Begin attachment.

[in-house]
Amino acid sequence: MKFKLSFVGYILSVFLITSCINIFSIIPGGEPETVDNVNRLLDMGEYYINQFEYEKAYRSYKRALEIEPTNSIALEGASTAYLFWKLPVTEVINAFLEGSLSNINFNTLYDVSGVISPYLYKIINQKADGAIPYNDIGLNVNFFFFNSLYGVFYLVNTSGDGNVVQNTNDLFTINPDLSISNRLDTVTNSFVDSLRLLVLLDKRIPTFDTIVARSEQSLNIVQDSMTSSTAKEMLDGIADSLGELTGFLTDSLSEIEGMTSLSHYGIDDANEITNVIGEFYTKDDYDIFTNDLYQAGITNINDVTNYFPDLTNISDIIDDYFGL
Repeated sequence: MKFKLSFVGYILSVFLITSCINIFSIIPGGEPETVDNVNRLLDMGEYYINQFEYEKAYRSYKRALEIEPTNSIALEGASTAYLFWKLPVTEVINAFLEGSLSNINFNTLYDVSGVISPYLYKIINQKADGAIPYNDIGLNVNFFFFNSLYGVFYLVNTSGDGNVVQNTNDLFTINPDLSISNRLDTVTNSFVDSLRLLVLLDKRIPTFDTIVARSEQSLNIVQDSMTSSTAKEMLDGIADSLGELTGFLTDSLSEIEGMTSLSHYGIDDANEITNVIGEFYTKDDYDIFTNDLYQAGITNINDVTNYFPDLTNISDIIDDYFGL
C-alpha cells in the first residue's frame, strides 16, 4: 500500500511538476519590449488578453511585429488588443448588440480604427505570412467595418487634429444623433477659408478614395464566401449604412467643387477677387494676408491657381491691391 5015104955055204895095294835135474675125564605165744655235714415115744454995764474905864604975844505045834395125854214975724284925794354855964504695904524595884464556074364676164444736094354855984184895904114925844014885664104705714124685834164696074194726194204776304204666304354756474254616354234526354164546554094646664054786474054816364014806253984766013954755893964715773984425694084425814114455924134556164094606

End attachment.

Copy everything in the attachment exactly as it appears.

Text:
[in-house]
Amino acid sequence: MKFKLSFVGYILSVFLITSCINIFSIIPGGEPETVDNVNRLLDMGEYYINQFEYEKAYRSYKRALEIEPTNSIALEGASTAYLFWKLPVTEVINAFLEGSLSNINFNTLYDVSGVISPYLYKIINQKADGAIPYNDIGLNVNFFFFNSLYGVFYLVNTSGDGNVVQNTNDLFTINPDLSISNRLDTVTNSFVDSLRLLVLLDKRIPTFDTIVARSEQSLNIVQDSMTSSTAKEMLDGIADSLGELTGFLTDSLSEIEGMTSLSHYGIDDANEITNVIGEFYTKDDYDIFTNDLYQAGITNINDVTNYFPDLTNISDIIDDYFGL
Repeated sequence: MKFKLSFVGYILSVFLITSCINIFSIIPGGEPETVDNVNRLLDMGEYYINQFEYEKAYRSYKRALEIEPTNSIALEGASTAYLFWKLPVTEVINAFLEGSLSNINFNTLYDVSGVISPYLYKIINQKADGAIPYNDIGLNVNFFFFNSLYGVFYLVNTSGDGNVVQNTNDLFTINPDLSISNRLDTVTNSFVDSLRLLVLLDKRIPTFDTIVARSEQSLNIVQDSMTSSTAKEMLDGIADSLGELTGFLTDSLSEIEGMTSLSHYGIDDANEITNVIGEFYTKDDYDIFTNDLYQAGITNINDVTNYFPDLTNISDIIDDYFGL
C-alpha cells in the first residue's frame, strides 16, 4: 500500500511538476519590449488578453511585429488588443448588440480604427505570412467595418487634429444623433477659408478614395464566401449604412467643387477677387494676408491657381491691391 5015104955055204895095294835135474675125564605165744655235714415115744454995764474905864604975844505045834395125854214975724284925794354855964504695904524595884464556074364676164444736094354855984184895904114925844014885664104705714124685834164696074194726194204776304204666304354756474254616354234526354164546554094646664054786474054816364014806253984766013954755893964715773984425694084425814114455924134556164094606